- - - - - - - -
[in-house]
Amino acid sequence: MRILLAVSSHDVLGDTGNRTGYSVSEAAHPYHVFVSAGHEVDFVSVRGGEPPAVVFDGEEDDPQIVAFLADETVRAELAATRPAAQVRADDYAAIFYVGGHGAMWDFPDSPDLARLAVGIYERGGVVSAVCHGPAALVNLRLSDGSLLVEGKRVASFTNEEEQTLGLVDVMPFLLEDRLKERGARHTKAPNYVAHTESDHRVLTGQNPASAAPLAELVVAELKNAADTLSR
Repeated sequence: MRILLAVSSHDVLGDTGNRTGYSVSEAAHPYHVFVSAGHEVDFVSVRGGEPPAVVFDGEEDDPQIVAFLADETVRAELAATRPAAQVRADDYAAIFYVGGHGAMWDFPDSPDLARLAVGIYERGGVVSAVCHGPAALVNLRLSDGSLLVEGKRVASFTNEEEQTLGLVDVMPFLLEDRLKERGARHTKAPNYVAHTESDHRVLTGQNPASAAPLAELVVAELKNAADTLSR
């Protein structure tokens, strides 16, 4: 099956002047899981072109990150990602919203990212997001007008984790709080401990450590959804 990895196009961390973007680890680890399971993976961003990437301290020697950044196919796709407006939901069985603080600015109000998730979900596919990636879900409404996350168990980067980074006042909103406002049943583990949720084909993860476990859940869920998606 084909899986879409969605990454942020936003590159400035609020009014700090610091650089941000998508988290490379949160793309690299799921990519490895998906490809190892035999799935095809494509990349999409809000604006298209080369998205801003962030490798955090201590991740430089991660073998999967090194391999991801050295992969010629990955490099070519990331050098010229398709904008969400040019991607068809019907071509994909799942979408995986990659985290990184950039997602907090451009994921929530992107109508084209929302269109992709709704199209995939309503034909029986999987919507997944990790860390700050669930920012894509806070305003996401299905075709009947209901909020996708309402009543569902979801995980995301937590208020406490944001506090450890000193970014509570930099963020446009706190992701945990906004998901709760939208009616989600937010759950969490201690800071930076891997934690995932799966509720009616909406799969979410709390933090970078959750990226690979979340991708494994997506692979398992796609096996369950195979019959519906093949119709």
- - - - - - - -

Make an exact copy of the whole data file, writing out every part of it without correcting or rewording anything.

[in-house]
Amino acid sequence: MRILLAVSSHDVLGDTGNRTGYSVSEAAHPYHVFVSAGHEVDFVSVRGGEPPAVVFDGEEDDPQIVAFLADETVRAELAATRPAAQVRADDYAAIFYVGGHGAMWDFPDSPDLARLAVGIYERGGVVSAVCHGPAALVNLRLSDGSLLVEGKRVASFTNEEEQTLGLVDVMPFLLEDRLKERGARHTKAPNYVAHTESDHRVLTGQNPASAAPLAELVVAELKNAADTLSR
Repeated sequence: MRILLAVSSHDVLGDTGNRTGYSVSEAAHPYHVFVSAGHEVDFVSVRGGEPPAVVFDGEEDDPQIVAFLADETVRAELAATRPAAQVRADDYAAIFYVGGHGAMWDFPDSPDLARLAVGIYERGGVVSAVCHGPAALVNLRLSDGSLLVEGKRVASFTNEEEQTLGLVDVMPFLLEDRLKERGARHTKAPNYVAHTESDHRVLTGQNPASAAPLAELVVAELKNAADTLSR
């Protein structure tokens, strides 16, 4: 099956002047899981072109990150990602919203990212997001007008984790709080401990450590959804 990895196009961390973007680890680890399971993976961003990437301290020697950044196919796709407006939901069985603080600015109000998730979900596919990636879900409404996350168990980067980074006042909103406002049943583990949720084909993860476990859940869920998606 084909899986879409969605990454942020936003590159400035609020009014700090610091650089941000998508988290490379949160793309690299799921990519490895998906490809190892035999799935095809494509990349999409809000604006298209080369998205801003962030490798955090201590991740430089991660073998999967090194391999991801050295992969010629990955490099070519990331050098010229398709904008969400040019991607068809019907071509994909799942979408995986990659985290990184950039997602907090451009994921929530992107109508084209929302269109992709709704199209995939309503034909029986999987919507997944990790860390700050669930920012894509806070305003996401299905075709009947209901909020996708309402009543569902979801995980995301937590208020406490944001506090450890000193970014509570930099963020446009706190992701945990906004998901709760939208009616989600937010759950969490201690800071930076891997934690995932799966509720009616909406799969979410709390933090970078959750990226690979979340991708494994997506692979398992796609096996369950195979019959519906093949119709």